What is a Voice Disorder?

Photo by Bess Hamiti on Pexels.com

A voice disorder refers to any condition that affects the normal production, quality, pitch, loudness, or resonance of the voice, leading to difficulties in communication or discomfort when speaking. Voice disorders can result from various causes, including vocal misuse or abuse, vocal fold pathologies, neurological conditions, hormonal changes, and psychological factors.

Voice disorders can manifest in different ways, such as hoarseness, breathiness, pitch breaks, vocal fatigue, reduced vocal range, strained voice, or complete loss of voice. These conditions can have a significant impact on a person’s ability to communicate effectively in daily life, including speaking, singing, or professional voice use.

What are the typical voice disorders children have?

  1. Vocal nodules: Vocal nodules are small, benign growths on the vocal folds that typically result from vocal abuse or misuse, such as shouting, screaming, or excessive throat clearing. Vocal nodules can cause hoarseness, breathiness, and reduced vocal range in children.
  2. Vocal fold paralysis or paresis: Vocal fold paralysis or paresis occurs when one or both of the vocal folds are partially or completely immobile due to nerve damage. This can affect the normal vibration and movement of the vocal folds, leading to voice changes, such as breathiness, weak or strained voice, and pitch breaks.
  3. Muscle tension dysphonia: Muscle tension dysphonia is a voice disorder characterized by increased tension in the muscles surrounding the voice box, resulting in strained, effortful, or tight voice quality in children.
  4. Functional voice disorders: Functional voice disorders refer to voice problems that do not have an identifiable physical cause, but rather result from voice use patterns, vocal behaviors, or psychosocial factors. Examples include vocal abuse, vocal misuse, or psychogenic voice disorders.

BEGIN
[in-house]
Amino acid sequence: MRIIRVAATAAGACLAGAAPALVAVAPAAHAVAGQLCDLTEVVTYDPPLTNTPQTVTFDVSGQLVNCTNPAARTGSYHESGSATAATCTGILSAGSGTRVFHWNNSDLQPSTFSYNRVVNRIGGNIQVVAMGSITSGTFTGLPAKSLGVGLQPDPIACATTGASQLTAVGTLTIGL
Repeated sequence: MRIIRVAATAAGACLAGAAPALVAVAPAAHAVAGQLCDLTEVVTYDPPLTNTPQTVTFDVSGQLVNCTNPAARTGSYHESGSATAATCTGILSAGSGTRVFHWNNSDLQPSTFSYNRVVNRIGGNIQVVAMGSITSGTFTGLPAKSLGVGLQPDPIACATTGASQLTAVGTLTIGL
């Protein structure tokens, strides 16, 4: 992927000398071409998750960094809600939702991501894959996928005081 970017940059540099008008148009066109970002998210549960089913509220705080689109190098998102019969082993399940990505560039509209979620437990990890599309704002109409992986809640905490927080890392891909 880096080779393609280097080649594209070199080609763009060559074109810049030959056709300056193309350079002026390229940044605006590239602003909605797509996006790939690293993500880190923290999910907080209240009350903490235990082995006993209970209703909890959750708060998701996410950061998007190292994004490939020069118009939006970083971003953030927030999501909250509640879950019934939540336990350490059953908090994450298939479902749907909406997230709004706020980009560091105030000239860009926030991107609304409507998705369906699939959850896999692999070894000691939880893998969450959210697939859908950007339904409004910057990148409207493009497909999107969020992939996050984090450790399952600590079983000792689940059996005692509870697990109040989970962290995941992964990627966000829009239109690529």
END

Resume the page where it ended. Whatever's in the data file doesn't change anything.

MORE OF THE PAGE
5. Congenital anomalies: Some children may be born with structural abnormalities of the larynx or vocal folds, which can affect voice quality. Examples include laryngeal webs, vocal fold cysts, or vocal fold clefts.
  6. Puberphonia: Puberphonia is a condition in which a child’s voice remains high-pitched or child-like even after puberty. It may be due to physiological or psychological factors and can cause social and communication difficulties for the child.

It’s important to note that voice disorders in children should be evaluated and managed by a qualified healthcare professional, such as a pediatric otolaryngologist (ear, nose, and throat doctor) or a speech-language pathologist specializing in pediatric voice disorders. Treatment approaches may include voice therapy, vocal hygiene, and in some cases, medical or surgical interventions, depending on the underlying cause of the voice disorder.

Next week we will discuss the impact of mouth breathing! 

Israel Montano M.A., CCC-SLP